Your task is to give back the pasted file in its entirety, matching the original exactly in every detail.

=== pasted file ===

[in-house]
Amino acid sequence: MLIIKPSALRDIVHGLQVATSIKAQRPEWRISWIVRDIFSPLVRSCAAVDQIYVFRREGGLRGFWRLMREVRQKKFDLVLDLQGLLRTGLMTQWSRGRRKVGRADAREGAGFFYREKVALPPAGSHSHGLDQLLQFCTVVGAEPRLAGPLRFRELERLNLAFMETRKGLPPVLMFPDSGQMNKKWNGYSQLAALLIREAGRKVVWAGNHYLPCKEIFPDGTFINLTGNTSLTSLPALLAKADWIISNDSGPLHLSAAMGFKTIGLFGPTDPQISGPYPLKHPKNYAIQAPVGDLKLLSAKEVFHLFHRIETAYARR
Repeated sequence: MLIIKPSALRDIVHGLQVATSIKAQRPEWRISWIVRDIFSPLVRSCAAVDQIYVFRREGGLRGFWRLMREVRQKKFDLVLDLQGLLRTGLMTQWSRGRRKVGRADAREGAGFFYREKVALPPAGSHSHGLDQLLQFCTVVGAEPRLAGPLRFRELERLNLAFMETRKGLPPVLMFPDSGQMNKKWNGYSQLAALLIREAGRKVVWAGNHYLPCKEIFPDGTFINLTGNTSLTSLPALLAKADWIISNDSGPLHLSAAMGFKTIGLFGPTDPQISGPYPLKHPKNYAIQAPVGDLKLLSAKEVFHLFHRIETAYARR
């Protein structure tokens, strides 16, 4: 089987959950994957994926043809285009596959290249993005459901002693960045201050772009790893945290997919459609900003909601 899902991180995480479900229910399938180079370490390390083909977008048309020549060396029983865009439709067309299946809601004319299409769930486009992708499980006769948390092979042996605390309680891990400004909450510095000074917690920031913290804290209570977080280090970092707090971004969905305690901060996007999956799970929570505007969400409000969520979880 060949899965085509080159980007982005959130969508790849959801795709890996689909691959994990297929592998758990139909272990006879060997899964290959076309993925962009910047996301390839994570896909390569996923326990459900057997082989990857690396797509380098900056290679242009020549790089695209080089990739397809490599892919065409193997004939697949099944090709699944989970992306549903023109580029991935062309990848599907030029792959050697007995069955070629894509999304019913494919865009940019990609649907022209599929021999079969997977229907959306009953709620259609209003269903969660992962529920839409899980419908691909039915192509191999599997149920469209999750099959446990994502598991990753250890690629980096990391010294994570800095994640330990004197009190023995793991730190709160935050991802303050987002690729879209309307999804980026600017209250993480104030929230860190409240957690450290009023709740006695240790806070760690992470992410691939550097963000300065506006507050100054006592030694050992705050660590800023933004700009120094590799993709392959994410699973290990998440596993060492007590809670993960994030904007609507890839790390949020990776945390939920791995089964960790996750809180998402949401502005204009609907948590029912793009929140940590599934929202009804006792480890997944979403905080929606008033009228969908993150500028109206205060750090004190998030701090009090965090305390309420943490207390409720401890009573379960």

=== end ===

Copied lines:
[in-house]
Amino acid sequence: MLIIKPSALRDIVHGLQVATSIKAQRPEWRISWIVRDIFSPLVRSCAAVDQIYVFRREGGLRGFWRLMREVRQKKFDLVLDLQGLLRTGLMTQWSRGRRKVGRADAREGAGFFYREKVALPPAGSHSHGLDQLLQFCTVVGAEPRLAGPLRFRELERLNLAFMETRKGLPPVLMFPDSGQMNKKWNGYSQLAALLIREAGRKVVWAGNHYLPCKEIFPDGTFINLTGNTSLTSLPALLAKADWIISNDSGPLHLSAAMGFKTIGLFGPTDPQISGPYPLKHPKNYAIQAPVGDLKLLSAKEVFHLFHRIETAYARR
Repeated sequence: MLIIKPSALRDIVHGLQVATSIKAQRPEWRISWIVRDIFSPLVRSCAAVDQIYVFRREGGLRGFWRLMREVRQKKFDLVLDLQGLLRTGLMTQWSRGRRKVGRADAREGAGFFYREKVALPPAGSHSHGLDQLLQFCTVVGAEPRLAGPLRFRELERLNLAFMETRKGLPPVLMFPDSGQMNKKWNGYSQLAALLIREAGRKVVWAGNHYLPCKEIFPDGTFINLTGNTSLTSLPALLAKADWIISNDSGPLHLSAAMGFKTIGLFGPTDPQISGPYPLKHPKNYAIQAPVGDLKLLSAKEVFHLFHRIETAYARR
């Protein structure tokens, strides 16, 4: 089987959950994957994926043809285009596959290249993005459901002693960045201050772009790893945290997919459609900003909601 899902991180995480479900229910399938180079370490390390083909977008048309020549060396029983865009439709067309299946809601004319299409769930486009992708499980006769948390092979042996605390309680891990400004909450510095000074917690920031913290804290209570977080280090970092707090971004969905305690901060996007999956799970929570505007969400409000969520979880 060949899965085509080159980007982005959130969508790849959801795709890996689909691959994990297929592998758990139909272990006879060997899964290959076309993925962009910047996301390839994570896909390569996923326990459900057997082989990857690396797509380098900056290679242009020549790089695209080089990739397809490599892919065409193997004939697949099944090709699944989970992306549903023109580029991935062309990848599907030029792959050697007995069955070629894509999304019913494919865009940019990609649907022209599929021999079969997977229907959306009953709620259609209003269903969660992962529920839409899980419908691909039915192509191999599997149920469209999750099959446990994502598991990753250890690629980096990391010294994570800095994640330990004197009190023995793991730190709160935050991802303050987002690729879209309307999804980026600017209250993480104030929230860190409240957690450290009023709740006695240790806070760690992470992410691939550097963000300065506006507050100054006592030694050992705050660590800023933004700009120094590799993709392959994410699973290990998440596993060492007590809670993960994030904007609507890839790390949020990776945390939920791995089964960790996750809180998402949401502005204009609907948590029912793009929140940590599934929202009804006792480890997944979403905080929606008033009228969908993150500028109206205060750090004190998030701090009090965090305390309420943490207390409720401890009573379960």